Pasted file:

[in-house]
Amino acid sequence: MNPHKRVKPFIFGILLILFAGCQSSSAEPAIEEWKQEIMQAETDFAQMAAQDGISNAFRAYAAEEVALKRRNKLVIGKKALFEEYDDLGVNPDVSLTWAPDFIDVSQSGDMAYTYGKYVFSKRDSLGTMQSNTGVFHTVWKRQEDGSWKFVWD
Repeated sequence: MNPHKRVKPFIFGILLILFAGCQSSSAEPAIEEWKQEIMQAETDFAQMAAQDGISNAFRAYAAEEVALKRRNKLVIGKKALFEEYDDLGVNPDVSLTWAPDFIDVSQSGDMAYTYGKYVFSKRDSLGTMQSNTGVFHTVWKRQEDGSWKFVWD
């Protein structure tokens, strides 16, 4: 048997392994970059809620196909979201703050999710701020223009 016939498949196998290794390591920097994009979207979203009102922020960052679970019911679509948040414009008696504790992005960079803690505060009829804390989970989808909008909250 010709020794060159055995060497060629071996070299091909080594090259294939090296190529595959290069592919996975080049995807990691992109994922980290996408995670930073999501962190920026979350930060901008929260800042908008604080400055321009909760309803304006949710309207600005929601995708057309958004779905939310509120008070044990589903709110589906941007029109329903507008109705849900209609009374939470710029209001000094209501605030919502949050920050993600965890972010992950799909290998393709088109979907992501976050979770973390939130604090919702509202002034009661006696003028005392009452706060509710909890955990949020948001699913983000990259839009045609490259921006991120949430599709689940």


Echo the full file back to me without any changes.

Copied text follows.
[in-house]
Amino acid sequence: MNPHKRVKPFIFGILLILFAGCQSSSAEPAIEEWKQEIMQAETDFAQMAAQDGISNAFRAYAAEEVALKRRNKLVIGKKALFEEYDDLGVNPDVSLTWAPDFIDVSQSGDMAYTYGKYVFSKRDSLGTMQSNTGVFHTVWKRQEDGSWKFVWD
Repeated sequence: MNPHKRVKPFIFGILLILFAGCQSSSAEPAIEEWKQEIMQAETDFAQMAAQDGISNAFRAYAAEEVALKRRNKLVIGKKALFEEYDDLGVNPDVSLTWAPDFIDVSQSGDMAYTYGKYVFSKRDSLGTMQSNTGVFHTVWKRQEDGSWKFVWD
């Protein structure tokens, strides 16, 4: 048997392994970059809620196909979201703050999710701020223009 016939498949196998290794390591920097994009979207979203009102922020960052679970019911679509948040414009008696504790992005960079803690505060009829804390989970989808909008909250 010709020794060159055995060497060629071996070299091909080594090259294939090296190529595959290069592919996975080049995807990691992109994922980290996408995670930073999501962190920026979350930060901008929260800042908008604080400055321009909760309803304006949710309207600005929601995708057309958004779905939310509120008070044990589903709110589906941007029109329903507008109705849900209609009374939470710029209001000094209501605030919502949050920050993600965890972010992950799909290998393709088109979907992501976050979770973390939130604090919702509202002034009661006696003028005392009452706060509710909890955990949020948001699913983000990259839009045609490259921006991120949430599709689940």